Written by Dr. Sakshi Sharma

Case Study:

A 7-year-old castrated male indie dog was reported by his owner to have a 2-months history of pollakiuria and polydipsia (PU/PD) and a 1-month history of intermittent hematuria. Abdominal ultrasonography from the referring veterinarian showed several small calculi and a probable mass in the urinary bladder.

When brought to Goel Vet Pharma helpline it was prescribed a course of Cystigo for a course of 1.5 months, after which the owner noticed an improvement in activity level and the frequency of urination was brought back to 3-5 times a day with no evidence of heamturia after 23 days of treatment. However, the owner did not go for another ultrasonograph after observing reduction in the symptoms like pollakuria and complete absence of hematuria. Case Study:

A 7-year-old castrated male indie dog was reported by his owner to have a 2-months history of pollakiuria and polydipsia (PU/PD) and a 1-month history of intermittent hematuria. Abdominal ultrasonography from the referring veterinarian showed several small calculi and a probable mass in the urinary bladder.

HEMATURIA:

Hematuria is the presence of blood in a pet’s urine. The two types of hematuria are. gross hematuria—when we can see the blood in pet’s urine. microscopic hematuria—when we cannot see the blood in pet’s urine, yet it is seen under a microscope.

If notice blood in your pet’s urine, it can be both alarming and very worrisome for any pet owner. For many pets, blood in the urine (hematuria) could be caused by a urinary tract infection, or in male pets, a benign prostate problem. Typically when there is blood in your pet’s urine, this is due to inflammation or infection in the urinary tract which could include the upper or lower urinary tract.

Causes Of Blood In Dog Urine

There are many reasons why there may be blood in a pet’s urine, including:

Upper Urinary Tract Causes

Sometimes, hematuria can result from urinary tract issues. Sometimes blood in the urine originates in the upper urinary tract that contains the kidneys.

Some causes for bleeding in the upper urinary tract in pets include:

Kidney Infection

If your pet is urinating blood, one or both of your pet’s kidneys could be infected.

Kidney Stones

While uncommon, kidney stones can affect one or both kidneys resulting in the presence of blood in the urine.

Idiopathic Renal Hematuria

The term “idiopathic” means unknown, so this condition describes an unknown cause for blood in pet urine originating in the kidneys.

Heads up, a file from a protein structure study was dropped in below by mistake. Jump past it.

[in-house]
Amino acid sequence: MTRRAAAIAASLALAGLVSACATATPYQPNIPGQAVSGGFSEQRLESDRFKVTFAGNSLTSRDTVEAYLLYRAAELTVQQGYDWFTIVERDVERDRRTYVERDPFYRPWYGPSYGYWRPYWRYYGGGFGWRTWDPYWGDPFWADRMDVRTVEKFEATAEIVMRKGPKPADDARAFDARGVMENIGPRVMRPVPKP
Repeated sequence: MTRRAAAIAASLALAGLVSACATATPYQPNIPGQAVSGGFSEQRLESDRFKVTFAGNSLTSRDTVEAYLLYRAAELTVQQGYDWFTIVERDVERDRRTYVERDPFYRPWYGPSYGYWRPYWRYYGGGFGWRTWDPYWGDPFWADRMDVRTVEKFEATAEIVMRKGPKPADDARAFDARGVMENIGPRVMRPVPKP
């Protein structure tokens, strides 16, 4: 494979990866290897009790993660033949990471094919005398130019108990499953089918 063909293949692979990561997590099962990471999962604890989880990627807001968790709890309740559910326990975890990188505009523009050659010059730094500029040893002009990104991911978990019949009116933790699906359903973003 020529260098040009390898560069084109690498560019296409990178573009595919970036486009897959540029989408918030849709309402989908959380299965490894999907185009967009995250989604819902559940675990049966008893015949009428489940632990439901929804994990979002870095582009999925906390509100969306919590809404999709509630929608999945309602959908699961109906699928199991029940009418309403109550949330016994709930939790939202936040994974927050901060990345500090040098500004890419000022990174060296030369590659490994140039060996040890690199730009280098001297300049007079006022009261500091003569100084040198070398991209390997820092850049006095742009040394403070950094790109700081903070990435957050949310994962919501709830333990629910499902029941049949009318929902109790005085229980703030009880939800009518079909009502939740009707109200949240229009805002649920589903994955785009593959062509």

Causes could be due to medications, a kidney infection, or immune system issues.

Kidney Cancer

Kidney cancer in pets is rare, but it does happen, and can be a cause for there being blood in your pet’s urine. This cancer is a type of cancer that can either be in the kidneys or spread to other parts of the body.

Renal Telangiectasia

The term “telangiectasia” refers to a condition where multiple small blood vessels are dilated in the kidneys.

Certain breeds, such as Welsh corgis, have a genetic predisposition to this issue, which can lead to blood in the urine.

Lower Urinary Tract Causes

The lower urinary tract includes the bladder and the urethra (the tube that connects the bladder) and allows urine to exit the body.

Causes for blood in the lower UT in pets include the following:

Bladder Stones

Bladder stones are crystals that form in the bladder and can cause inflammation, bleeding, and potential urethral blockages. These “stones” form for a variety of reasons, including diet, genetics, or chronic infections.

Bladder Infection

A lower urinary tract infection (UTI) is by far the most common cause of blood in pet’s urine. It can be caused by several things, ranging from skin allergies, urethra anatomy of and hormone-related incontinence in spayed females

Bladder Cancer

The symptoms of bladder cancer in pets are similar to UTIs and can cause accidents in the house, blood in the urine, or difficulty urinating.

Prostate Problems

Intact male pets tend to have a higher incidence of prostate problems, and prostate enlargement or infections can cause blood in the urine.

Other Causes

In addition to the cases above, there are some other reasons that could explain why there’s blood in a pet’s urine: